In the past couple of days, the rescue operations of Sujith Wilson, a two-year-old boy who is trapped in an abandoned borewell in Tamil Nadu’s Trichy district, has become a kind of ‘Peepli Live’ situation. But, this is not the first time that an incident received such media attention.
In July 2006, Prince, a six-year-old boy from Haryana’s Kurukshetra district, was trapped in 60-feet borewell, which had a diameter of 16 inches. Subsequently, Kharga Corps from the Ambala Cantonment was informed. After hours of attempts, the rescuers finally found another dry well near the one where Prince had fallen.
According to media reports, 3-feet diameter iron pipes were used to connect the two wells and after 50 hours of struggle, he was finally rescued, that too on his sixth birthday. During his rescue mission, the then prime minister Manmohan Singh had sent out a message for his safe return. The rescue operation received wide coverage from the national media.
It must be noted that he was the first child to be rescued alive from a borewell. According to National Disaster Response Force (NDRF) data, before Prince, about seven children were reported to have fallen in borewells across the country but, they couldn’t be retrieved alive.
In 2009, taking suo moto cognisance, the Supreme Court had issued guidelines for preventing fatal accidents of children falling into abandoned borewells. It had directed the states to take action as per the guidelines. In 2013, the top court revised its 2009 guidelines.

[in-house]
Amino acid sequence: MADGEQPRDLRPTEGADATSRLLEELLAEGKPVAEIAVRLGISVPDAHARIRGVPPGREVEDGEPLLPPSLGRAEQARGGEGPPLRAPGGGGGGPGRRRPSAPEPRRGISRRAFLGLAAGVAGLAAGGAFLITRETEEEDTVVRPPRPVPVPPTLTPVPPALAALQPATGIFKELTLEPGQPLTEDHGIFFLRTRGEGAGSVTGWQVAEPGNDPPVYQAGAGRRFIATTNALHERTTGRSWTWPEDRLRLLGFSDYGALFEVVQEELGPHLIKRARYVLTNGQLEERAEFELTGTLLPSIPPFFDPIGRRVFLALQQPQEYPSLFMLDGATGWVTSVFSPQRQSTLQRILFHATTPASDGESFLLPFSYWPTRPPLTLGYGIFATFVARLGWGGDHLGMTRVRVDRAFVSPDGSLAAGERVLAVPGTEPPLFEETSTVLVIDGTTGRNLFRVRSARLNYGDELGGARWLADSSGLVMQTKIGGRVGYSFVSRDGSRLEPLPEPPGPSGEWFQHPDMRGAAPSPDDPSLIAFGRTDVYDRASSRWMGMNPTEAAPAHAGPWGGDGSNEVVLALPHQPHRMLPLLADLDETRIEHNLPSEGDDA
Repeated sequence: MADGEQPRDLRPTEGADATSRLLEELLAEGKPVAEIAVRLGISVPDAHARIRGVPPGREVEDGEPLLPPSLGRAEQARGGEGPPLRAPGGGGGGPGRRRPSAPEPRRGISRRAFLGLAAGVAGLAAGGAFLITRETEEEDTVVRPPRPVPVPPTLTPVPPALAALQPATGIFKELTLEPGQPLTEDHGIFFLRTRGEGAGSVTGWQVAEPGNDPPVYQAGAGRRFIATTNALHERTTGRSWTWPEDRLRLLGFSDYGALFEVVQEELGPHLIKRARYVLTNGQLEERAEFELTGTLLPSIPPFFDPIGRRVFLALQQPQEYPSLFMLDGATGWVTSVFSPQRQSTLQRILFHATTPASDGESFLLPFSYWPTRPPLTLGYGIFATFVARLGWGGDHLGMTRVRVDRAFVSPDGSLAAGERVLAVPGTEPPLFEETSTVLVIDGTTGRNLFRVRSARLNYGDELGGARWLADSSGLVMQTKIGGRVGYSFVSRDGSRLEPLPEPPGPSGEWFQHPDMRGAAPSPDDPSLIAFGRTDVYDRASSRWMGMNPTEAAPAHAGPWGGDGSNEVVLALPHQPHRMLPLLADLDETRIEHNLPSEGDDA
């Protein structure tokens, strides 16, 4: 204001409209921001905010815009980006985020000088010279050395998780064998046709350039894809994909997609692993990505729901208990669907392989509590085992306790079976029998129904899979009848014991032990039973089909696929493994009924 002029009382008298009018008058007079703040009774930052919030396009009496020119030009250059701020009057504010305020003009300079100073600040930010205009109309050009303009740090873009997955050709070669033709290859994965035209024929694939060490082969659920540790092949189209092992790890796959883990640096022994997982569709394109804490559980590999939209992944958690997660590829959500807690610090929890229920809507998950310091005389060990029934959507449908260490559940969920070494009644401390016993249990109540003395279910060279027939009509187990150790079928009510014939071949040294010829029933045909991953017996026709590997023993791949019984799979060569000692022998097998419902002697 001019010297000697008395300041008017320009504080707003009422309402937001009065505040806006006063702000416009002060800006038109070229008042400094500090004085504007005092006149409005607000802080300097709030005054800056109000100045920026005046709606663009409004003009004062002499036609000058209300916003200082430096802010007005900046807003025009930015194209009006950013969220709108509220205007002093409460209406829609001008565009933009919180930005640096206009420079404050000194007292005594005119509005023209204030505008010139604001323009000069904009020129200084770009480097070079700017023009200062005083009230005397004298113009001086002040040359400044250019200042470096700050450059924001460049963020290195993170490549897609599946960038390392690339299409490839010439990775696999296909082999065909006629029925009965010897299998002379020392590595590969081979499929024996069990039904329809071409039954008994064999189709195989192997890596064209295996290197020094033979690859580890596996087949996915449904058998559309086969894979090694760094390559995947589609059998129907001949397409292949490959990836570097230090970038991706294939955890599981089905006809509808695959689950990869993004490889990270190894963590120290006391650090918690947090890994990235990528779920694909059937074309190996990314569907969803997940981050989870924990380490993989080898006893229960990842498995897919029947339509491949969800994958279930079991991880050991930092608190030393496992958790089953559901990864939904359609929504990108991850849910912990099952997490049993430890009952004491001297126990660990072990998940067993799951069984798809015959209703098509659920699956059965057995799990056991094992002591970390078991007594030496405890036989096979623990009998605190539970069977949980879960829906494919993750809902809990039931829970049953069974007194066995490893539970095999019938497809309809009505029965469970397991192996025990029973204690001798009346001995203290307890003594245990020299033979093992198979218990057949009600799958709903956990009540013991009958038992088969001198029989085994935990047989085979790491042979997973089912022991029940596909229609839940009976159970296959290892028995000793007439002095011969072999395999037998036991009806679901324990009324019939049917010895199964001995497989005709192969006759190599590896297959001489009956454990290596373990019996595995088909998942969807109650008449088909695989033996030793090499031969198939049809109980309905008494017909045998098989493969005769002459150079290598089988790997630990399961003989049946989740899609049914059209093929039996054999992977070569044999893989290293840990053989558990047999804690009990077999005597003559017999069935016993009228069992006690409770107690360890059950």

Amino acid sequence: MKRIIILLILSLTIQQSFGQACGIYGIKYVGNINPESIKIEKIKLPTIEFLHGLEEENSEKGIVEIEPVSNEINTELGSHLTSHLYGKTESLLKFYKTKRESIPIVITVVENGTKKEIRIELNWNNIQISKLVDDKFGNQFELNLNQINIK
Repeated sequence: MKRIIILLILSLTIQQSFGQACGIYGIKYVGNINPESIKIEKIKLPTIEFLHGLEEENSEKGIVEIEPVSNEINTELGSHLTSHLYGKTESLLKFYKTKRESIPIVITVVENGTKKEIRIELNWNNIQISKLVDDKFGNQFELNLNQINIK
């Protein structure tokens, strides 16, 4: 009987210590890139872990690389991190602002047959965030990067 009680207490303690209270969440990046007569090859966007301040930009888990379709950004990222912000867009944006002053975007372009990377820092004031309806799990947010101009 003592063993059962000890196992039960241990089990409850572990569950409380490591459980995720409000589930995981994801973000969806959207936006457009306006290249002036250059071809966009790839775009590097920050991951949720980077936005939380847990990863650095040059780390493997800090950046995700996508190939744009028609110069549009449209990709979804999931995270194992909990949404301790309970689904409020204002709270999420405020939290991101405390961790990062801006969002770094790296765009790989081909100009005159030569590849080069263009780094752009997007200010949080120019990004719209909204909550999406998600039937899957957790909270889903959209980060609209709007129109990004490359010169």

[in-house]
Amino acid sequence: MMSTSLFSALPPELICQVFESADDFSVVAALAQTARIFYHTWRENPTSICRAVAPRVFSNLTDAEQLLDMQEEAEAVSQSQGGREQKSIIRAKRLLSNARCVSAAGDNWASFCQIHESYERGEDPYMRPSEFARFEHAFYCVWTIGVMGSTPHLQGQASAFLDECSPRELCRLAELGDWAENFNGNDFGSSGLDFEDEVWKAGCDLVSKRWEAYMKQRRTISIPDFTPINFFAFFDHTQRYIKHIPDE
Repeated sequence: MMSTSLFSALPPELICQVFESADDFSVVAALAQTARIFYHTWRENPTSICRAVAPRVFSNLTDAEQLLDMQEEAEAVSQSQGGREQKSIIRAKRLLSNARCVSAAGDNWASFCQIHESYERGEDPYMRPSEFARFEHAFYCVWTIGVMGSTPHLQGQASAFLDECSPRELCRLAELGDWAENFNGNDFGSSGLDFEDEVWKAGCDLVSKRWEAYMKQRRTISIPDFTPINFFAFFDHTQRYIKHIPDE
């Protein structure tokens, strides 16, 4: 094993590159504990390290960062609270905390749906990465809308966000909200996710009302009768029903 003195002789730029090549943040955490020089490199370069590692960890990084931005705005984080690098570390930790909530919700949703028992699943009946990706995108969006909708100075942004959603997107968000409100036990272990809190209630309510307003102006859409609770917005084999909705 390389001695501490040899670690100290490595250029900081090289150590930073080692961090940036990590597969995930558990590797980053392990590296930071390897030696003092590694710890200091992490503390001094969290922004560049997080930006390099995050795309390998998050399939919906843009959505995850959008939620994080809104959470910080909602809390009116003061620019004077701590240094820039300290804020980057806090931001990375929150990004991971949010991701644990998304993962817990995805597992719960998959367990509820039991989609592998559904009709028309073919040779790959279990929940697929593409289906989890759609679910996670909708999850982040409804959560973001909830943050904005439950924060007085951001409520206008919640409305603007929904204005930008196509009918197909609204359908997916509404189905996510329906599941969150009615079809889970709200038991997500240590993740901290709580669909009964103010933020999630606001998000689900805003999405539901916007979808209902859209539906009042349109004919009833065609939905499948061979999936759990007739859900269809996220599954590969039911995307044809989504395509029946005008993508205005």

One of the major revisions made in the guidelines was to fill the abandoned borewells with clay, sand, boulders or pebbles. It also proposed constructing a barbed fence around such borewells. These revisions were mandatory by the court. However, most of the states, including Tamil Nadu, didn’t take any action based on the revised guidelines.
It may be noted that in 2014, a public interest litigation was filed at the Madras high court to come up with safety rules regarding such incidents. While Hearing the litigation, the court had ordered the Tamil Nadu government to take necessary steps in this regard.
Thereafter, in 2015, the Rural Development and Panchayat Raj department notified the borewell safety rules under Tamil Nadu Panchayats Act and the same was published in the gazette.
NDRF’s standard operating procedure
According to the National Disaster Response Force (NDRF)’s standard operating procedure (SOP) on borewell incident response, more than 40 children have been reported to have fallen into borewells across the country since 2009.
Statistics available since 2006 suggest that over 33 deaths have occurred due to being trapped in borewells, it says, adding that in such cases, 70% of the conventional child rescue methods fail. “The most mournful fact in that figure is that, 92% of that victim is under the age of 10,” it says.
The disaster response forces are ought to prepare a list of items before carrying out borewell rescue operations, which includes borewell rescue equipment such as thermal imaging camera, life jacket, ladder, et al. Besides, they require essential medical use items, communication equipment, transport vehicles, arms and ammunition for security personnel, and other miscellaneous items such as tents, LPG cylinders and safety vests.
They also follow a list of ration items, utensils and personal equipment of the NDRF responders during such operations.